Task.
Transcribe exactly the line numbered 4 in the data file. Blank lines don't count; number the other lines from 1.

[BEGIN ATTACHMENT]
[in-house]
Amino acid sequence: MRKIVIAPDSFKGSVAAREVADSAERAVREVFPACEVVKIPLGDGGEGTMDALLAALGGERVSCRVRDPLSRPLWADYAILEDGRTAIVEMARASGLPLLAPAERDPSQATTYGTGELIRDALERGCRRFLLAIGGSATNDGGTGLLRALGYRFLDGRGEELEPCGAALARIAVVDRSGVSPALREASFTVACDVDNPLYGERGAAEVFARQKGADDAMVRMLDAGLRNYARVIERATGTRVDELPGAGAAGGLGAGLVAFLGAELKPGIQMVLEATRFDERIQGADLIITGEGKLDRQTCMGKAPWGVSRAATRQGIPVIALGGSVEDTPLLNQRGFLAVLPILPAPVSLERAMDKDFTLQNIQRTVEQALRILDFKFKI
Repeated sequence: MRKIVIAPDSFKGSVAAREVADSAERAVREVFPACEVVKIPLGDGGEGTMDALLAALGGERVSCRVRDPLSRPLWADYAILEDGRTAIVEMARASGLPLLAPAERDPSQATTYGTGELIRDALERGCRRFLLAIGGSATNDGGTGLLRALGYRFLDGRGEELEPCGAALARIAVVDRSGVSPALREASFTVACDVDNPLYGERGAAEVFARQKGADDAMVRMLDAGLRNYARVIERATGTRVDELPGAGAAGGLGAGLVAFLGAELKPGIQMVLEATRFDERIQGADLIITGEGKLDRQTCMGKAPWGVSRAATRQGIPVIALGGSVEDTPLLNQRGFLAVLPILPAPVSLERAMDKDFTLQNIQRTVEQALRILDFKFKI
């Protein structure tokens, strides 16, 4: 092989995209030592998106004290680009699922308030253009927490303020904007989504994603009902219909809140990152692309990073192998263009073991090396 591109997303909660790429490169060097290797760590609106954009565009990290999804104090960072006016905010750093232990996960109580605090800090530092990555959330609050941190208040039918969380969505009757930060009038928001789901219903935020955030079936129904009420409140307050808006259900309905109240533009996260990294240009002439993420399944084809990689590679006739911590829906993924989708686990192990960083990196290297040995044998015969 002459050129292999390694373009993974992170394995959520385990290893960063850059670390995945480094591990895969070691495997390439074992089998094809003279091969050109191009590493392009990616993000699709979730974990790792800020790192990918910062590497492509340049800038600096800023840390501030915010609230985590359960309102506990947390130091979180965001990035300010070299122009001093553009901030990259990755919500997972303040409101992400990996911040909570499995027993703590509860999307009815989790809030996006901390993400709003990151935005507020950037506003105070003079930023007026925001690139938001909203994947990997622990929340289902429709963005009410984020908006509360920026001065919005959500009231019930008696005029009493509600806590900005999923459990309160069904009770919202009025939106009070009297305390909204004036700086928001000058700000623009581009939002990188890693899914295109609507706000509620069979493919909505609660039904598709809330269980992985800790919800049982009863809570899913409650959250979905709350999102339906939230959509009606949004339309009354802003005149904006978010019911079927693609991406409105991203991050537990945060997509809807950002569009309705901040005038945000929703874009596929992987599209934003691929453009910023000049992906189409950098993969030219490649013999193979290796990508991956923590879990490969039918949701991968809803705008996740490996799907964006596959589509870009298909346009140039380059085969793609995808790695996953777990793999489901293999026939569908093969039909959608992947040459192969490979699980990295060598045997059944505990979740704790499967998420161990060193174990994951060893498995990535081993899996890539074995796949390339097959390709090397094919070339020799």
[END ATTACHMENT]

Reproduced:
């Protein structure tokens, strides 16, 4: 092989995209030592998106004290680009699922308030253009927490303020904007989504994603009902219909809140990152692309990073192998263009073991090396 591109997303909660790429490169060097290797760590609106954009565009990290999804104090960072006016905010750093232990996960109580605090800090530092990555959330609050941190208040039918969380969505009757930060009038928001789901219903935020955030079936129904009420409140307050808006259900309905109240533009996260990294240009002439993420399944084809990689590679006739911590829906993924989708686990192990960083990196290297040995044998015969 002459050129292999390694373009993974992170394995959520385990290893960063850059670390995945480094591990895969070691495997390439074992089998094809003279091969050109191009590493392009990616993000699709979730974990790792800020790192990918910062590497492509340049800038600096800023840390501030915010609230985590359960309102506990947390130091979180965001990035300010070299122009001093553009901030990259990755919500997972303040409101992400990996911040909570499995027993703590509860999307009815989790809030996006901390993400709003990151935005507020950037506003105070003079930023007026925001690139938001909203994947990997622990929340289902429709963005009410984020908006509360920026001065919005959500009231019930008696005029009493509600806590900005999923459990309160069904009770919202009025939106009070009297305390909204004036700086928001000058700000623009581009939002990188890693899914295109609507706000509620069979493919909505609660039904598709809330269980992985800790919800049982009863809570899913409650959250979905709350999102339906939230959509009606949004339309009354802003005149904006978010019911079927693609991406409105991203991050537990945060997509809807950002569009309705901040005038945000929703874009596929992987599209934003691929453009910023000049992906189409950098993969030219490649013999193979290796990508991956923590879990490969039918949701991968809803705008996740490996799907964006596959589509870009298909346009140039380059085969793609995808790695996953777990793999489901293999026939569908093969039909959608992947040459192969490979699980990295060598045997059944505990979740704790499967998420161990060193174990994951060893498995990535081993899996890539074995796949390339097959390709090397094919070339020799």